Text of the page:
*WHIP typically doesn't inlcude HBP, and I didn't include it here, but Jeff had hit 38 batters to that point against Jered's 12.

Jeff has a clear advantage in complete games. Jered has sizable advantages almost everywhere else. He's been a run per game better. Both in the aggregate and per inning he's allowed fewer baserunners, struck out more, walked fewer, and allowed fewer homers. Jered has outpitched Jeff in every category through this point in their careers, significantly so.

I know what you're going to say. Jered started like a ball of fire and since then, he's been good, but not terrific. His numbers are skewed by that great start. Fair enough. Through his first seven starts, Jered was 7-0 with a 1.15 ERA, a 0.79 WHIP, had struck out 40 in 47 IP, and allowed only two homers. So let's compare Jered, minus those first seven starts, against Jeff's numbers above.

Jered minus first seven starts: 3.84 ERA, 1.27 WHIP, 7.16 K/9, 1.11 HR/9
Jeff from numbers above: 4.57 ERA, 1.33 WHIP, 6.11 K/9, 1.15 HR/9

Even if we ignore the best stretch of Jered's career, he's still outpitching Jeff in every important category by a significant margin through a similar career point. It's really no contest.

And the coup de grace? Jered is pitching better at this point than at any other point in his career, save for his first 10 starts. He's shouldering the load with Joe Saunders, and he's risen to the occasion. We'll be following this periodically, but I'd say that 84 starts are a pretty fair sample, and the verdict to this point is clear.

Monday, May 11, 2009

Sweep: Angels 4; Royals 3

The Angels didn’t generate much at the plate, but they took advantage of some Kansas City mistakes, and got some timely fielding from Torii Hunter to sweep the Royals for their fourth win in a row.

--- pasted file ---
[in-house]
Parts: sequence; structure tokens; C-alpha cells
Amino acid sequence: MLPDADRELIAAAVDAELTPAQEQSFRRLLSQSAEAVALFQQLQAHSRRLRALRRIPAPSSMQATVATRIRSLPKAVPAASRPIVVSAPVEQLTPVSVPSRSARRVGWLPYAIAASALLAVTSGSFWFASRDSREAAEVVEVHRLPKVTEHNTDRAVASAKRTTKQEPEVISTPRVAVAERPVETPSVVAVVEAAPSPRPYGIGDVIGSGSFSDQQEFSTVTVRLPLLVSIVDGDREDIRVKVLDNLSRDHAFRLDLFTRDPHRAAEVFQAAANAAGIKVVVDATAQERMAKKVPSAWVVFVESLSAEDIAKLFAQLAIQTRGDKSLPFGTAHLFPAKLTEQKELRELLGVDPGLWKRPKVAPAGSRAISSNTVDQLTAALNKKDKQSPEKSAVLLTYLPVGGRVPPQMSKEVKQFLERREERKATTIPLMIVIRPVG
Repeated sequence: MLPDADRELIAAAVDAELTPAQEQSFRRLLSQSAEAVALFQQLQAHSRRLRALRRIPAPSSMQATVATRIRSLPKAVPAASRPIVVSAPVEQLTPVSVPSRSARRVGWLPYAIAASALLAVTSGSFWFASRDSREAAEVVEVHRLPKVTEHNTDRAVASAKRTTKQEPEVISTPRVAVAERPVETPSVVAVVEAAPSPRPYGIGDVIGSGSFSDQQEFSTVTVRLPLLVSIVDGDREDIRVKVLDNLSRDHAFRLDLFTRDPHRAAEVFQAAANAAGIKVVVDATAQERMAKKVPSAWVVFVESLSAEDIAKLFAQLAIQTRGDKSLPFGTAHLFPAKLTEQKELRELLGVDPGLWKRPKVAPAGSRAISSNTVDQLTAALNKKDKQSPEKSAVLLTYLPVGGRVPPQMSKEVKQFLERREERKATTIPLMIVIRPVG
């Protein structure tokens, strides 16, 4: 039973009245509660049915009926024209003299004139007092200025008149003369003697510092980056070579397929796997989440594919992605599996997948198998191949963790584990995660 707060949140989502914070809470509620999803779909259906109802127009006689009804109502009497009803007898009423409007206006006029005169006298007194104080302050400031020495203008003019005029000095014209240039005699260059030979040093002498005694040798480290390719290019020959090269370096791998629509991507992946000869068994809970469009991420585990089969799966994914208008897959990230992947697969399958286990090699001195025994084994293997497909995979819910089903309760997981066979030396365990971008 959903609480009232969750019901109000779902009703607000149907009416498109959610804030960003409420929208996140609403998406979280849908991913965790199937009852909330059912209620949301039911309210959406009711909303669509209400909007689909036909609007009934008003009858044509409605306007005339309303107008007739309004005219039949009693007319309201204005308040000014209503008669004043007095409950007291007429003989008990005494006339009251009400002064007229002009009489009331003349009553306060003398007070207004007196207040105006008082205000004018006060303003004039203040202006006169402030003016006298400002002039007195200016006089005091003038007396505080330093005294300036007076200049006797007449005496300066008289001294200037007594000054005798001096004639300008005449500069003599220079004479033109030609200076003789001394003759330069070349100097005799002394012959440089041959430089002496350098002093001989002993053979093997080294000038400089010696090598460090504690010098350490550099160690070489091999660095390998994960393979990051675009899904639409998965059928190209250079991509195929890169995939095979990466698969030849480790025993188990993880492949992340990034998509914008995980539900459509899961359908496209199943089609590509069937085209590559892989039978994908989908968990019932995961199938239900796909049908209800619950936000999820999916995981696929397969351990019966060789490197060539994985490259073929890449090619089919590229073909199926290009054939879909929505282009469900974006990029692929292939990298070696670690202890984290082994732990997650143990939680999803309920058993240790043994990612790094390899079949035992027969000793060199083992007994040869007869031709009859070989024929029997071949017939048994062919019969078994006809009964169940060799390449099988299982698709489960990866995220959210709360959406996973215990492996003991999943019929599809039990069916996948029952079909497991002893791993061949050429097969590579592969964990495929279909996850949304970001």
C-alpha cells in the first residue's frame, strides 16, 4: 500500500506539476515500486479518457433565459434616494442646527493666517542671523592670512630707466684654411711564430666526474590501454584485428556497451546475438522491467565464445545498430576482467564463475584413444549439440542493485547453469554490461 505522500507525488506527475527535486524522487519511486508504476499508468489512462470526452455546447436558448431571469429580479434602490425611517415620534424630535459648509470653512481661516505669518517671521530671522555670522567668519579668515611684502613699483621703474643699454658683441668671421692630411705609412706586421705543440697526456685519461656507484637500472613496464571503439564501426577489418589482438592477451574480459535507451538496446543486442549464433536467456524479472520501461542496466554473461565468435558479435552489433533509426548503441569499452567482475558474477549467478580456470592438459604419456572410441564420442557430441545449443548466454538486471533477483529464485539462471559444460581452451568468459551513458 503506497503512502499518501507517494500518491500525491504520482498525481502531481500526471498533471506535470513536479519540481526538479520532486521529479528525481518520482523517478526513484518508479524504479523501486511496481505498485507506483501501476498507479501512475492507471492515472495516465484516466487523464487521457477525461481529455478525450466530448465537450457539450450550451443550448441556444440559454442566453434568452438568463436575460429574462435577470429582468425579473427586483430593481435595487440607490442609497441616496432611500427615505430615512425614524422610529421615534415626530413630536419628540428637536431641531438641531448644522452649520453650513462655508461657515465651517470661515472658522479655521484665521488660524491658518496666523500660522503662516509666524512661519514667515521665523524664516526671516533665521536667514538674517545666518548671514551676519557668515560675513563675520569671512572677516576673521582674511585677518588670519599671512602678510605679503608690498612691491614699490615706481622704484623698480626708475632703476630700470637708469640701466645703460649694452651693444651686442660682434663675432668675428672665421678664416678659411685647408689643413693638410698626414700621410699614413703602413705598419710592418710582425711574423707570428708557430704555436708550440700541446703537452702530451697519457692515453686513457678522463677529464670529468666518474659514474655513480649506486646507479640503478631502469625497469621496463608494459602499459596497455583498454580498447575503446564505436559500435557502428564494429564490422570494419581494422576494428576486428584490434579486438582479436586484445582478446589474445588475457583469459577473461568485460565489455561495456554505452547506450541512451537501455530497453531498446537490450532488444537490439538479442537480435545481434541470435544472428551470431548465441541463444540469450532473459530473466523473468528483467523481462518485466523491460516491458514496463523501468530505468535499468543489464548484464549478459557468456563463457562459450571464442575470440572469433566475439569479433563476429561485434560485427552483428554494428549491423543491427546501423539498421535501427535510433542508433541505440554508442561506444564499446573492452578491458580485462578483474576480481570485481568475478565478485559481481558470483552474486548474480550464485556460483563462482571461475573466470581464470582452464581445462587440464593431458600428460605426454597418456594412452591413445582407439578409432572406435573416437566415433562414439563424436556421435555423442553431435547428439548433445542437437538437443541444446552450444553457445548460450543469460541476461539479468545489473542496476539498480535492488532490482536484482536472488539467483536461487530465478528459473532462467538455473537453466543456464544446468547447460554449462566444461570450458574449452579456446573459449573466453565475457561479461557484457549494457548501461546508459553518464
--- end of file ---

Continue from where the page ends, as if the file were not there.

Shane Loux left after allowing three runs on seven hits in just 3.2 innings, but Darren Oliver and Scot Shields provided 4.1 innings of scoreless relief, giving the Angels offense an opportunity to get back into the game. They got their chance in the bottom of the seventh inning. After Kendry Morales was erased on what looked like botched hit and run, Mike Napoli walked. Howie Kendrick bounced one back to Jamey Wright, who threw an easy double play into center field. Kendrick then stole second, and Jeff Mathis delivered a two run single. Howie Kendrick should have been out by 15 feet at the plate, but Miguel Olivo couldn’t handle Jose Guillen’s throw. After an Erick Aybar single, Chone Figgins squeezed home Mathis for the game winning run.

Brian Fuentes came on in the ninth for the Angels and quickly gave up a long fly ball to Miguel Olivo. Hunter tracked it down, leaped, and pulled the game tying home run back into the park for the first out. After allowing a walk and a single, Fuentes induced a game ending double play from David DeJesus.

Thoughts on the game:

  • Sometime aggressive baserunning takes you out of an inning, but the Angels forced the Royals defense to make plays in the pivotal seventh inning, and the Royals were not up to the task.
  • If you missed Torii Hunter’s game saving catch, don’t worry. It will be on TV all night. It was a tremendous catch.
  • Bobby Abreu’s production at the plate has fallen off recently, but he today he did what the Angels hoped he’d do when they signed him. He reached base four times, all via the walk.
You've seen it everywhere by now, but here's that catch: